“Going to the chapel and we’re gonna’ get married…” The Dixie Cups
“Long-distance chats with Jeanine about the gowns had begun just after she and Rick made the formal announcement of their engagement. Recently they’d mounted into a daily blitz. Should she choose the purple, which she called “aubergine,” (appropriate for a fall wedding and guaranteed to burnish the bridesmaids’ complexions to glowing) or the forest green (best suited as a background for the golf theme tableware and centerpieces)? The aubergine, Jeanine informed me, would open the door to the lily family. The green, on the other hand, might call for white or yellow roses. And the roses would lend themselves to an elegant but more formal arrangement. She had been frozen. She obviously preferred the purple, but was unable to surrender the golf-theme tie-in. My best friend, Laura, hypothesized that brides frequently focused on this sort of detail in order to avoid confronting the enormity of the leap they were about to make.” Cassie Burdette in FAIRWAY TO HEAVEN.
ROBERTA: Ah the wedding season—how many are you invited to this summer? We’re up to four, including a destination event in Homer, Alaska. Things are a little different from the old days—it seems to be de rigueur to have a wedding website, chronicling every personal detail from “the proposal” to bios of the bridesmaids. And never mind the one night out on the town for the “boys”—the bride has a bachelorette party, too, which can involve a separate destination weekend. One of my nephews attended a bachelor party that called for a week of surfing in Fiji. (OK, that’s tough duty for a surfer!) And did you see the Style section of the NYT last Thursday about brides who're insisting on botox or boob enhancement for the bridesmaids?
Not that I didn’t have obsessions too: after all, I’d been through a divorce and was marrying a man with two young children who were none too happy about the addition of a wicked stepmother. But they were low-budget obsessions. I sewed the flower girl’s dress myself, along with a matching ring-bearer’s pillow. And we decided to throw the reception in our backyard and do most of the cooking. When I ran out of all those projects, I spent hours hemming 150 cloth napkins in various blue and pink flowered cotton fabrics. Honestly John began to think he was marrying a fruitcake.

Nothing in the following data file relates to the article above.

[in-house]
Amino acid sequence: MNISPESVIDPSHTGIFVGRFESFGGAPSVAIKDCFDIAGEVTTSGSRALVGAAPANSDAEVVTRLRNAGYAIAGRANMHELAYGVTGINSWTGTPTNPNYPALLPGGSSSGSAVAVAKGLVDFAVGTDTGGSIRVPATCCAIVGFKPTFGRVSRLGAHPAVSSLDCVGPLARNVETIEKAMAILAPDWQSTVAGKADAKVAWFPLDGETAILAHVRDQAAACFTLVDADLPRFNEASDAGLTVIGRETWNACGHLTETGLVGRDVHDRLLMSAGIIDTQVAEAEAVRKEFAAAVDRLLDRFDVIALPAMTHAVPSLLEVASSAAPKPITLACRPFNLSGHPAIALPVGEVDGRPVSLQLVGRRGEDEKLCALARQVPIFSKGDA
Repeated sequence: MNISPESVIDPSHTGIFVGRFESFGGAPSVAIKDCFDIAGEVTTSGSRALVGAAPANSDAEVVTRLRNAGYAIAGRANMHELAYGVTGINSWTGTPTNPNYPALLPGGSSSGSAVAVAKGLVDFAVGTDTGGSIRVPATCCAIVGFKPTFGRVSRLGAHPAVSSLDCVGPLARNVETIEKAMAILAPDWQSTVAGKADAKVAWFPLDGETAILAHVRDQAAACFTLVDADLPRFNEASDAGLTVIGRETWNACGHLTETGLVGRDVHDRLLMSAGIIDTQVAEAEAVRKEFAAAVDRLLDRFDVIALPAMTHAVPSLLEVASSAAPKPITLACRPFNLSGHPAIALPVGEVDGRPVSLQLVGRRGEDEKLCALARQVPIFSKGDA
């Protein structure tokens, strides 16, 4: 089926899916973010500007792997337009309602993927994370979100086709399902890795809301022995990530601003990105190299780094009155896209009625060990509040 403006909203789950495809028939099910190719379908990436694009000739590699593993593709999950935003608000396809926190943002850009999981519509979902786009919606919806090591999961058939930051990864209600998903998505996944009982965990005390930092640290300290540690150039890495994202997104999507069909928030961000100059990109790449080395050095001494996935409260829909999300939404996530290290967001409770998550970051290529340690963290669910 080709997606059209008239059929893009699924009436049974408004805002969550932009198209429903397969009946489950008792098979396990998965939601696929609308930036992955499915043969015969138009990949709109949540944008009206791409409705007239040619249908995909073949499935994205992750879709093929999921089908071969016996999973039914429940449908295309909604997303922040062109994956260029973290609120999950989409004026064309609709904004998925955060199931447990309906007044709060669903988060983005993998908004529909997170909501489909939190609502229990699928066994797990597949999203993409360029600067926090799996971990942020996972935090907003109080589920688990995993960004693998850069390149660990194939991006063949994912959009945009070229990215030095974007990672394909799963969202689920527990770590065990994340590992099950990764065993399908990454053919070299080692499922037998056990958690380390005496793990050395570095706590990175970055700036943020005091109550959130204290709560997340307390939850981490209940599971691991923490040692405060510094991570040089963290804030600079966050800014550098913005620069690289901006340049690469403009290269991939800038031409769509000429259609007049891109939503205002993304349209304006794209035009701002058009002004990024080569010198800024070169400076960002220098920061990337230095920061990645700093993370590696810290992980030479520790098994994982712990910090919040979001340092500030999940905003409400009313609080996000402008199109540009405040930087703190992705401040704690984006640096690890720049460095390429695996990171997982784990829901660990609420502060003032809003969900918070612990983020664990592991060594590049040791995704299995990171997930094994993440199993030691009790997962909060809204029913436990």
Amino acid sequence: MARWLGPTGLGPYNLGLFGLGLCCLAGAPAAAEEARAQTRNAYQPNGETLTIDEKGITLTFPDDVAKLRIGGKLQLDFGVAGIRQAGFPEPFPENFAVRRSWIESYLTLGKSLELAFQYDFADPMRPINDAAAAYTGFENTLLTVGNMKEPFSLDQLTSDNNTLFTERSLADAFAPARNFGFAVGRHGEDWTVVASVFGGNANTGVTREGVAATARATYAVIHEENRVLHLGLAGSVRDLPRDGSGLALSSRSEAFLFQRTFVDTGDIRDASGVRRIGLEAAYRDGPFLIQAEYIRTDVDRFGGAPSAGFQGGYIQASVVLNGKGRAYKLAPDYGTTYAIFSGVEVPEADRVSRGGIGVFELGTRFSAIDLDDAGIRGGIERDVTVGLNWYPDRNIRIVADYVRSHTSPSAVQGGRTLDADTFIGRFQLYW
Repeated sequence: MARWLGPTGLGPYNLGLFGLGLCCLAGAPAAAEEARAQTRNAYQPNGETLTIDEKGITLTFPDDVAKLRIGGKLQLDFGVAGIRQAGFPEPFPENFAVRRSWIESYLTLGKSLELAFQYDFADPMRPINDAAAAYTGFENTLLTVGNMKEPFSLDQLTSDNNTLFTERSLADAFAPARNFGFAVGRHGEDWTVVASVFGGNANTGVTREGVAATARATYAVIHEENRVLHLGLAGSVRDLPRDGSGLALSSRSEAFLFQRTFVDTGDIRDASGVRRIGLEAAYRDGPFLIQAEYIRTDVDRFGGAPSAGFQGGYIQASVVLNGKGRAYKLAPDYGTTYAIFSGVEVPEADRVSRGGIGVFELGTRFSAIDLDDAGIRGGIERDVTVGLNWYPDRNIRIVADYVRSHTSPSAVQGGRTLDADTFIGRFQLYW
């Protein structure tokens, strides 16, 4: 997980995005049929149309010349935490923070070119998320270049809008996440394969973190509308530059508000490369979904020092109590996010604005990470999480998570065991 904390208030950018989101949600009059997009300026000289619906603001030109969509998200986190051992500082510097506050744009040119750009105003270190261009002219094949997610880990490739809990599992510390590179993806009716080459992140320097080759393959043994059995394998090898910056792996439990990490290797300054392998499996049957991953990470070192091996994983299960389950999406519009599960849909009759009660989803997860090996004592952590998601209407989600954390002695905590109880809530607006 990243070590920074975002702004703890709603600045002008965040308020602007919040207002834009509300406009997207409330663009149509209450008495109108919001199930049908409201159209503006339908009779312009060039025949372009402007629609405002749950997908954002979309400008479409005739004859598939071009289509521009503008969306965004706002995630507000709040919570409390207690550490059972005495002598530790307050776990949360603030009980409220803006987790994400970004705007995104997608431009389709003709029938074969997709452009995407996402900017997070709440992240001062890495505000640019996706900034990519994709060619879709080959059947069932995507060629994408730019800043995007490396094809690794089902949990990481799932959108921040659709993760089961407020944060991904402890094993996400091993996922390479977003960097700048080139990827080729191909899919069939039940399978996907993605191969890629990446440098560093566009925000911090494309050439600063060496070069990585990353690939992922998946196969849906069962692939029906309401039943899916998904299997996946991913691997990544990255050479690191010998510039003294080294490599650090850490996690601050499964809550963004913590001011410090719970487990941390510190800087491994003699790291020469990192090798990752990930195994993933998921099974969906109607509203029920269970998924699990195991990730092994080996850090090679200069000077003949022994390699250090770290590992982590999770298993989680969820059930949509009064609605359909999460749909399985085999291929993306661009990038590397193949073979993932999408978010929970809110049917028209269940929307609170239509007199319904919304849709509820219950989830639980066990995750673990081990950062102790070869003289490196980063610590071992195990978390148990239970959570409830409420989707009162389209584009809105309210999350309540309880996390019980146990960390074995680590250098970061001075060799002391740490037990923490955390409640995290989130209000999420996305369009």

Now it’s your turn, JRW, how did you manage your wedding jitters?
HALLIE: I don't remember why, but I do remember walking down the aisle in tears. My wedding was at my parents Manhattan apartment. Simple, low key--I sent the invites, my mother did the flowers, and people who came still remember the food which came from the Rainbow Grill (they were a client of my then brother-in-law). My dress was white crocheted cotton lace from Fred Leighton’s in Greenwich Village. I was so oblivious that I didn’t even have a slip to put under it or anything to wear on my head.
My father got a record of the bridal march from the library and played it on the phonograph, and I marched from the bedroom into the living room.
The rabbi from Columbia University officiated, and he’d just been fired for advocating for rioting students (it was ’69). He wore purple robes and cowboy boots, and went on and on and on while we waited to break the glass and be declared man and wife. He was probably more than a little drunk. In the middle of his speech or sermon or whatever the heck he was going on about, my father, not so sotto voce, asks, “Is he trying to marry them or talk them out of it?”
RO: That's a great line...but why am I surprised..?
I remember wanting to BE married, but not so much GET married. Early in the process someone asked me if I wanted little sprigs of rosemary stuck in the napkins. I thought she was insane (although now it seems like a nice touch..) After that, my husband's assistant - now a vice-president at Random House - planned most (all) of my wedding. I've often thought of it as a trial run for her own wedding ten years later.